Actual Issues of Legal Due Diligence in Russia

Valentina Gluhovskaya
Managing Partner
Norton Rose (Central Europe) LLP

For those actively engaged in the real estate sector, legal due diligence with respect to a property and land plot to be acquired is a well-known and necessary element in any land transaction. However, proper attention is not always given to certain technical issues, such as verification of the actual location and boundaries of the land plot.

According to official information, only 77 percent of all the existing land plots in Russia are registered in the state cadastre. This means that about one third of all land plots are not registered in the state cadastre. Among them are those granted in the early 1990s, when no requirements existed for state registration of rights to real estate, and such rights could be valid regardless of whether or not they were registered. Some practitioners consider that in such cases the availability of legitimate title documents is sufficient to enable the issue of a clean title report but, in doing so, they may fail to take into account some important issues. For example, in the course of the cadastral registration procedure the new owner can face the problem of boundaries of the purchased land plot not coinciding with the registered borders of adjacent land plots.

Therefore, it is essential to determine not only the actual location of the land plot you are interested in, but also the boundaries of all the adjacent pieces of land, in order to avoid protracted litigation and the potential risk of purchasing a smaller land plot of a different conformation.

It is essential to examine a cadastral plan of the territory — a plan of a cadastre quarter reflecting in graphic and text forms all registered plots, roads and natural objects (such as rivers and lakes) which help to establish the position of the relative boundaries and/or locations of the land plots.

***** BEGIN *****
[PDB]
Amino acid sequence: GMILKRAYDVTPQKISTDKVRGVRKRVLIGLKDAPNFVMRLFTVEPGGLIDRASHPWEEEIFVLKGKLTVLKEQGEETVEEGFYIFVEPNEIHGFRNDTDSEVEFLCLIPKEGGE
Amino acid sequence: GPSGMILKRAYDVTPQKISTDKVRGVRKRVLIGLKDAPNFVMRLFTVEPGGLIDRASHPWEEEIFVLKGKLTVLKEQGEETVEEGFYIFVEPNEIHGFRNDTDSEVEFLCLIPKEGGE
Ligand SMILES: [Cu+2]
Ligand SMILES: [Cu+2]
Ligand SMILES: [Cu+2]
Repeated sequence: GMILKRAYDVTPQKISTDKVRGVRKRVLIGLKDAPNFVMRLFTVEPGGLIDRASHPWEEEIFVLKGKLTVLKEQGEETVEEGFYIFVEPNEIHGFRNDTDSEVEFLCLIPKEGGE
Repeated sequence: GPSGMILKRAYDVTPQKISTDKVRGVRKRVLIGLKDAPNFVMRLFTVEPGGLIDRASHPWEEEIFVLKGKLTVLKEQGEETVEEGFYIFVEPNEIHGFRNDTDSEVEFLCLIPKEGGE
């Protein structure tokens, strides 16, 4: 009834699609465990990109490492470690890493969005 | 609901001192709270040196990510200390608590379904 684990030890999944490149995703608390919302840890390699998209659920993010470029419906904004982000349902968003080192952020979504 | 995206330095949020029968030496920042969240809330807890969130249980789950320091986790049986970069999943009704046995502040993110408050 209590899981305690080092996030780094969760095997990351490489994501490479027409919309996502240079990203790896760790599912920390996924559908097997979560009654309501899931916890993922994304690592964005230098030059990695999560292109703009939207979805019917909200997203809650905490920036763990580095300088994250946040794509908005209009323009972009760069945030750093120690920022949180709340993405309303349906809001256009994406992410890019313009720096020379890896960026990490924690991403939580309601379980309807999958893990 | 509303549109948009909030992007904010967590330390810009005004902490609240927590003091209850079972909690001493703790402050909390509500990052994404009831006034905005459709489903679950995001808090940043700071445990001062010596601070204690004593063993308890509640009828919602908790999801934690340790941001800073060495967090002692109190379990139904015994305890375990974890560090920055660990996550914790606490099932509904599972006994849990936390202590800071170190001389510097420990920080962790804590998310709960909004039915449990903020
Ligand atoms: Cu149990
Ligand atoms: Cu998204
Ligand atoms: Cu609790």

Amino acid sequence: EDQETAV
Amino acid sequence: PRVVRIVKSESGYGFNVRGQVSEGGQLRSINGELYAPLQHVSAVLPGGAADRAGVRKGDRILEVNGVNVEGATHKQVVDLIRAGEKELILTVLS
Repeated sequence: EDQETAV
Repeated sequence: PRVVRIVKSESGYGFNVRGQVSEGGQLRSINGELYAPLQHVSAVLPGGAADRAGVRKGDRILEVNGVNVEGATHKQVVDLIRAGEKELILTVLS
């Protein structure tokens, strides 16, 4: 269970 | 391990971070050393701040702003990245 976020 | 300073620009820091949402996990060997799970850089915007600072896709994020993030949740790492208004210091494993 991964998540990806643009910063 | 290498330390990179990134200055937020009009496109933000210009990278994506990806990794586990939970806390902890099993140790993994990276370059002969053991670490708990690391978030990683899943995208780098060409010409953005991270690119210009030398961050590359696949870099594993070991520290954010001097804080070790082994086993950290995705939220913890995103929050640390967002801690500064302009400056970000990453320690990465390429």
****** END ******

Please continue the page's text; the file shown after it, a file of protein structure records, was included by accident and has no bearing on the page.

Natalia Petrovskaya
Senior Associate
Norton Rose (Central Europe) LLP

The above procedure should also be followed when intending to acquire a land plot registered in the state cadastre: if there are any “vacant” adjacent territories, it is recommended that a special land survey be carried out to collect as much information as possible about them, including their use and ownership. According to Federal Law “On the State Cadastre of Real Estate,” the boundaries of a land plot are determined not only by title documents, but also by documents specifying the location of the boundaries during its formation or the boundaries which have existed on the basis of actual usage for fifteen years or more and/or are fixed taking into account natural or man-made objects which help determine the location of the land plot’s boundaries.

An equally important issue is the potential distinction between holding rights to the land and possession.

This has recently become particularly important because in court practice there is evidence of a tendency to protect the rights of an actual owner (the person who uses the land de facto, not only de jure).

For example, the last registered owner cannot overcome defects in transactions previously made in respect of the property by referring to the fact that he is a bona fide acquirer, if a property was not actually validly transferred to him (article 6 of the Judicial Practice Review on certain matters related to reclamation of the property from illegal possession, information letter of HAC No. 126 dated 13 November 2008).

The last registered owner also will have no right (if a property has not been withdrawn from an actual possession of a person, who possessed this property earlier) to refer to expiration of the limitation period. This means that a court may examine very old documents related to a property in assessing the position (for example, documents concerning allocation of a land plot for construction in 1938 were examined in such proceedings).

We believe this tendency will become stronger, as reflected in the provisions of the Concept of legislation development approved by the decision of the Council of the RF President for codification of civil legislation dated 7 October 2008. In particular, the Concept suggests the introduction for the first time in the legislation of a notion of “possession” and identifies it as an actual fact, which can be acquired as a result of actual actions, but not as a legal consequence of a transaction.

In this article we have covered only some of the provisions which are important within the context of real estate legal due diligence. Consideration of these issues, and where possible addressing them, should be part of the legal work involved in any real estate transaction.